It’s not a secret that today’s smartphone cameras are capable for more than the casual selfie. In fact, many pro photographers now employ mobile devices for their work. But did you know that they also have some serious, practical applications for science? Not too long ago, we reported about two independent projects that were developing tiny accessory lenses that could turn smartphones into viable microscope replacements, with the prospect of bringing screening solutions to parts of the world where proper medical devices are unaffordable or simply unavailable.
Recently, a team of scientists has been using the Nokia Lumia 1020 smartphone for medical screening, with great success. Thanks to the phone’s great camera – sporting 41 megapixels on a sensor the size of what you usually find in compact cameras – the team was able to hook the Lumia 1020 up to a microscope and take high-resolution images of human cells. Using the DNG RAW files the phone is able to record, they could zoom in at a greater level than would be possible with dedicated medical devices.
With this setup, Drs. Mark Li-cheng Wu and John Paul Graff were able to successfully examine and diagnose a patient with a bacterial infection that is, under normal circumstances, hard to detect due to the size of the bacteria. Thanks to the combined magnifying power of their microscope and the Lumia 1020’s 41-megapixel camera, they were able to detect a parasite measuring mere micrometers. Especially helpful was the fact that the individual pixels on the Lumia 1020’s measure just over a micrometer each, revealing even the smallest detail.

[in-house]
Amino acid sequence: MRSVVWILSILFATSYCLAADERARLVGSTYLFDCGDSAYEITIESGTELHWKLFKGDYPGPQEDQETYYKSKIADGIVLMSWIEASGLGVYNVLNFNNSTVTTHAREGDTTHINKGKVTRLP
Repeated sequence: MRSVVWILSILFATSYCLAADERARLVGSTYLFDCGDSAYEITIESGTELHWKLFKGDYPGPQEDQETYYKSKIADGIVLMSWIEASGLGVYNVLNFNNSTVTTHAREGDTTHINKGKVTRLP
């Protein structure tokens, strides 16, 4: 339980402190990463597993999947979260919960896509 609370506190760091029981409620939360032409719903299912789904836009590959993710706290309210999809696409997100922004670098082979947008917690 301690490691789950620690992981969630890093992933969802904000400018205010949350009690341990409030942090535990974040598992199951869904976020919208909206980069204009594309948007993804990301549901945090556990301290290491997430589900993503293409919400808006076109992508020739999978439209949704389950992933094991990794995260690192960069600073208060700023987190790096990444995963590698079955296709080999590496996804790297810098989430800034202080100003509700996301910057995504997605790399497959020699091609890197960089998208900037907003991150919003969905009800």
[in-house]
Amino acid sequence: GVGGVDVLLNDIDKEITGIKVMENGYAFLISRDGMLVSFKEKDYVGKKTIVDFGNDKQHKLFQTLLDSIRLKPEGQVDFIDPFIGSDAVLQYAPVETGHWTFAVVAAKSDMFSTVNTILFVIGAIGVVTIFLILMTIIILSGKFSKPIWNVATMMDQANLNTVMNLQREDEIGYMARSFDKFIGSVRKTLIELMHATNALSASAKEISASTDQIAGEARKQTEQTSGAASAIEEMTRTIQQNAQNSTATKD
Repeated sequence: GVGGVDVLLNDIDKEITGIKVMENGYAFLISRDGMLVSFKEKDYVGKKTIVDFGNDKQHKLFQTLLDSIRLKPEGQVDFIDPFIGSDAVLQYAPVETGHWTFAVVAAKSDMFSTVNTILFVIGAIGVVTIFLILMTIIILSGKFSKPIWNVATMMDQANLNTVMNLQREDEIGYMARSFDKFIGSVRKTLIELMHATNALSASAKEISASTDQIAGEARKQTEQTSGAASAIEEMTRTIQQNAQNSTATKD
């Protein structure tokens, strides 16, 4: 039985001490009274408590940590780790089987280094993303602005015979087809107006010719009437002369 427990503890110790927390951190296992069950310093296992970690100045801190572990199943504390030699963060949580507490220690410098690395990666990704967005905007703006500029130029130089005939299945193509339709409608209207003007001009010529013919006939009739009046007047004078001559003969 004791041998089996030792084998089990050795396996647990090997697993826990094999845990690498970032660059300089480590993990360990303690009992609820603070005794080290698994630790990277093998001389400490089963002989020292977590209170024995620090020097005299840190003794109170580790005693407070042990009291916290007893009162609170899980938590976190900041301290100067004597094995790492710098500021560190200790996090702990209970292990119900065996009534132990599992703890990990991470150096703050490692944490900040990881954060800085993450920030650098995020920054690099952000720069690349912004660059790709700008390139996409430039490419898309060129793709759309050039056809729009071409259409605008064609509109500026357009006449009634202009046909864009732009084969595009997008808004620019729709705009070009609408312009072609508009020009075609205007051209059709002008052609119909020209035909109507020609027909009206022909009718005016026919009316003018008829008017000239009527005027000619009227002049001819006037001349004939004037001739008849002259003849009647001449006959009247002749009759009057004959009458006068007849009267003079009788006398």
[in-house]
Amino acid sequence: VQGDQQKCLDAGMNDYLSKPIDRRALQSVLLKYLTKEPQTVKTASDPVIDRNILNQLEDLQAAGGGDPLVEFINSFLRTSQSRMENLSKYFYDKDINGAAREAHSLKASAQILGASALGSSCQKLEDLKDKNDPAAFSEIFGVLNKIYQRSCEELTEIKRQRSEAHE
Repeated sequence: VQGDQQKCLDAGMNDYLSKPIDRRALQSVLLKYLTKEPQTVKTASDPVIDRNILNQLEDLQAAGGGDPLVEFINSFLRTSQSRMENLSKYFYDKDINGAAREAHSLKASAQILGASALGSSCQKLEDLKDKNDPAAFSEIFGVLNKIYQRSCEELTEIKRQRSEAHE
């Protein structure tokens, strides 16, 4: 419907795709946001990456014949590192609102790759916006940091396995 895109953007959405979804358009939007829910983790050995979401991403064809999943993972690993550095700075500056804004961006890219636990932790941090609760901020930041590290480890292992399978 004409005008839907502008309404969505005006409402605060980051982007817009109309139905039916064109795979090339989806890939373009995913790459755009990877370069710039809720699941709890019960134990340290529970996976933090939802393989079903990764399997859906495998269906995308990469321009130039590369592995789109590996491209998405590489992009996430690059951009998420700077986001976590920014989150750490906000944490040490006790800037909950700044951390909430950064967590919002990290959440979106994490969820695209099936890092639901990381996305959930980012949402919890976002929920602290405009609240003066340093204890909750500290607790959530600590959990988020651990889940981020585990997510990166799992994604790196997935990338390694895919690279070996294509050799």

Wu and Graff see a lot of potential in mobile technology for scientific applications, especially in the medical sector where dedicated solutions often cost a small fortune. While they have found a couple of things that could be improved inthe future, science-ready smartphones – such as higher resolution for the detection of even smaller details, higher shooting rates, the possibility to extend the camera’s memory, etc. – they were very happy with the Lumia 1020 overall, especially because it could be implemented so easily into the Windows-based workflow that many medical institutions employ.
The idea of using the Lumia 1020’s highly capable camera for research becomes even more exciting when considering the addition of an inexpensive magnifying lens, like the two we mentioned earlier. This way, all kinds of scientific applications that need great magnification – not only medical research – could be done easily out in the field, in places where dedicated equipment are cost-prohibited, or where equipment cannot be easily transported to. Just think of how this might revolutionize all kinds of scientific field work, and help make the world a better place for many people.